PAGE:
FUNDING DISCLOSURE: None

TITLE: HACCP READINESS IN CHILD NUTRITION PROGRAMS: TEMPERATURE MEASUREMENT AND RECORDING

TITLE: CONSUMER ACCEPTANCE OF PIZZA AND PIZZA CRUST MADE WITH WHOLE WHEAT FLOUR AND ADDED FLAXSEED

AUTHOR(S): C.B. Oakley, PhD, RD, FADA; M.M. Cody, PhD, RD; V.S. O’Leary, PhD; National Food Service Management Institute, University, MS, and Division of Nutrition, Georgia State University, Atlanta, GA

AUTHOR(S): M. Montesano, M.W. Duffrin, K. Heidal

LEARNING OUTCOME: To understand the level of readiness of child nutrition personnel for measurement and recordkeeping of food temperatures required in HACCP TEXT: Information was gathered through anonymous surveys distributed to child nutrition personnel by program directors and returned to the researchers by participants. The sampling unit was the area defined by a public school district and included all child nutrition programs within the geographic range. Sample stratification was based on percentage of school lunches within the U.S. Department of Agriculture (USDA) Food & Nutrition Service (FNS) Region. Responses were received from 1174 participants from 121 districts in 33 states, representing every USDA region. Participants self-reported working in Child and Adult Care Food Programs (75), Summer Food Service Programs (110), and/or the National School Lunch/School Breakfast Programs (1096). Most respondents reported that there were food thermometers in their work kitchens (87.7%), and responses were high (above 70% “always” or “most times”) for measuring temperatures of cooked meat, using thermometers to check storage temperatures, and cleaning/sanitizing thermometers after use. Thermometers were used less often to measure temperatures of hot foods other than meats (p⬍.000), measure serving temperatures than end-point cooking temperatures (p⬍.000), and measure serving temperatures of cold foods than hot foods (p⬍.000). About half of respondents reported “always” or “most times” recording temperatures. The most common supervisory actions related to inappropriate thermometer use or temperature recording were providing immediate feedback or doing nothing; recording infractions was uncommon. Thus, internal inspection reports and personnel records are unlikely to document training needs in thermometer use and recordkeeping, and it is important to stress HACCP components in training programs. FUNDING DISCLOSURE: This project was conducted by Georgia State University under FY2002 Cooperative Agreement, Internal Order No. 300150541A-100 (National Food Service Management Institute at The University of Mississippi).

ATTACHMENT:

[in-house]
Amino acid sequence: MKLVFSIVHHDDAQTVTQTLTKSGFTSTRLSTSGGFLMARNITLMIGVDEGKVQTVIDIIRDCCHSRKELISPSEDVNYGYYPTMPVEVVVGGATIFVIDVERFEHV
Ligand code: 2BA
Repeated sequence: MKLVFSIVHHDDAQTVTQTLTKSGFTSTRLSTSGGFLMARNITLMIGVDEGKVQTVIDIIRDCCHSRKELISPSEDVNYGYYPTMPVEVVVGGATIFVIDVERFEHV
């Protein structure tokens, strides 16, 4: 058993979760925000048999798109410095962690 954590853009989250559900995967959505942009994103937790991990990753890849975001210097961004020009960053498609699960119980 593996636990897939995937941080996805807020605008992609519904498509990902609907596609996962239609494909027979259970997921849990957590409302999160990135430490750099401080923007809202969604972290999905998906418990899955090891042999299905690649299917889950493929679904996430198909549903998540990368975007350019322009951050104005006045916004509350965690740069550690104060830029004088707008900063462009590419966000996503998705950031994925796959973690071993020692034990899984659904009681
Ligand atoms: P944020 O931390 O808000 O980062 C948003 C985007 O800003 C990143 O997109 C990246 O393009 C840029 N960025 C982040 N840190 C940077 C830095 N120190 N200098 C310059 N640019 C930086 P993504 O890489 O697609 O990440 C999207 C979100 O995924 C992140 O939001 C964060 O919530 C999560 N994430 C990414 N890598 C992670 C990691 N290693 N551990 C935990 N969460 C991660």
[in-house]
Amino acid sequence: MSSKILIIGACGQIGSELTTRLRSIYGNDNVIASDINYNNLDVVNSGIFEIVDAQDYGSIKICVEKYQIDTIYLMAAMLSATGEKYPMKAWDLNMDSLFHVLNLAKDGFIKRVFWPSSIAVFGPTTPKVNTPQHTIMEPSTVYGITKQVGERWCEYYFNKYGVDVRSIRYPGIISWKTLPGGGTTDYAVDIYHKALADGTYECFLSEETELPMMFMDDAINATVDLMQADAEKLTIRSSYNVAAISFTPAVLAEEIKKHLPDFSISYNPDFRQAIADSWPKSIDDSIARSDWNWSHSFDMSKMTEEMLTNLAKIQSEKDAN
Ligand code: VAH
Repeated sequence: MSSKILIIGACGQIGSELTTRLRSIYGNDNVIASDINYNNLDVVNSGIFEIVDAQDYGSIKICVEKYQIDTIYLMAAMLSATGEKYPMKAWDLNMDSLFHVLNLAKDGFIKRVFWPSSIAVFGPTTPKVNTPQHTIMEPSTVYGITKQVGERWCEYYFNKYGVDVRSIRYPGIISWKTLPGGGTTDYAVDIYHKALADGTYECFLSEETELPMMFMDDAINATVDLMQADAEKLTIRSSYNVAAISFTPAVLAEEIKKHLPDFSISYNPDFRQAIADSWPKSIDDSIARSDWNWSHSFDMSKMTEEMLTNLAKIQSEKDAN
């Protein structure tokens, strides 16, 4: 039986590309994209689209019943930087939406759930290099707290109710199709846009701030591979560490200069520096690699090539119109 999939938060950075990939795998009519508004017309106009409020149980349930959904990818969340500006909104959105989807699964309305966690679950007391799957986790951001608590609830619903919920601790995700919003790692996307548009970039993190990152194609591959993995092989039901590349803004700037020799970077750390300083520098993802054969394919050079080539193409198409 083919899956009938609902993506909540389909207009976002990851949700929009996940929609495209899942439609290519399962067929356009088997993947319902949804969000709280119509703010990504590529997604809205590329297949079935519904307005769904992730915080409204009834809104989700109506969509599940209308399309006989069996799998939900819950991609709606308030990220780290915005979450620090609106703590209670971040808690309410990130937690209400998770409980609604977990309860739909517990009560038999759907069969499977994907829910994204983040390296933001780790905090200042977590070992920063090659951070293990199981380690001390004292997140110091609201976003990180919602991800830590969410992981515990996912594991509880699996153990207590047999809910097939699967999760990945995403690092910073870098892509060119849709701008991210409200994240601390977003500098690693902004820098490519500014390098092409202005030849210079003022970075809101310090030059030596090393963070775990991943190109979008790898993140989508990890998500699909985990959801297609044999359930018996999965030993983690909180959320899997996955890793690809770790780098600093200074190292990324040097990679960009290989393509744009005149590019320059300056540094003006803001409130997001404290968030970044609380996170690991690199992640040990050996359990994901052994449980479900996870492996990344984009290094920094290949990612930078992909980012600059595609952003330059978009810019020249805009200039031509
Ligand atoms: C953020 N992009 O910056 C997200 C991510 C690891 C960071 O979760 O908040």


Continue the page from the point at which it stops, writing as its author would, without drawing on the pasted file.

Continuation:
LEARNING OUTCOME: As a result of this poster presentation, the learner(s) will be able to (1) State how flaxseed and whole wheat flour can be used to enhance the nutritional quality of pizza crust and (2) Identify pizza crust and pizza samples used in this study that were sensory acceptable to consumers. TEXT: The purpose of this study was to develop a mainstream food item with whole grains and flaxseed and test the consumer acceptability of the product. Pizza was chosen as the mainstream food item because pizzerias account for about 17% of restaurants in the United States. Four variations of pizza crusts made with varying levels of 100% whole wheat flour and flaxseed were made with the purpose of increasing the fiber and omega-3 fatty acid content in the food formulation. The pizza crust control was a standard food formulation from a local pizzeria that is made with high gluten flour. The variations that were compared to the standard food formulation included a crust made with added flaxseed, a crust made with added flaxseed and replacing 50% of the high gluten flour with whole wheat flour, and a crust made with added flaxseed and full substitution of the high gluten flour with whole wheat flour. The pizza crust and pizza samples were evaluated using untrained panelists (n⫽100) with a scorecard using a hedonic scale to measure sensory characteristics. Mean scores suggested that panelists preferred the pizza crust made with only high gluten flour. However, when the pizza was sampled with the toppings of pizza sauce and cheese, the consumers could not detect a difference in the crust made with high gluten flour and the crust made with high gluten flour and flaxseed. Study results are favorable towards the possibility of consumers accepting a pizza crust from a local pizzeria made with flaxseed. FUNDING DISCLOSURE: None

Journal of the AMERICAN DIETETIC ASSOCIATION / A-55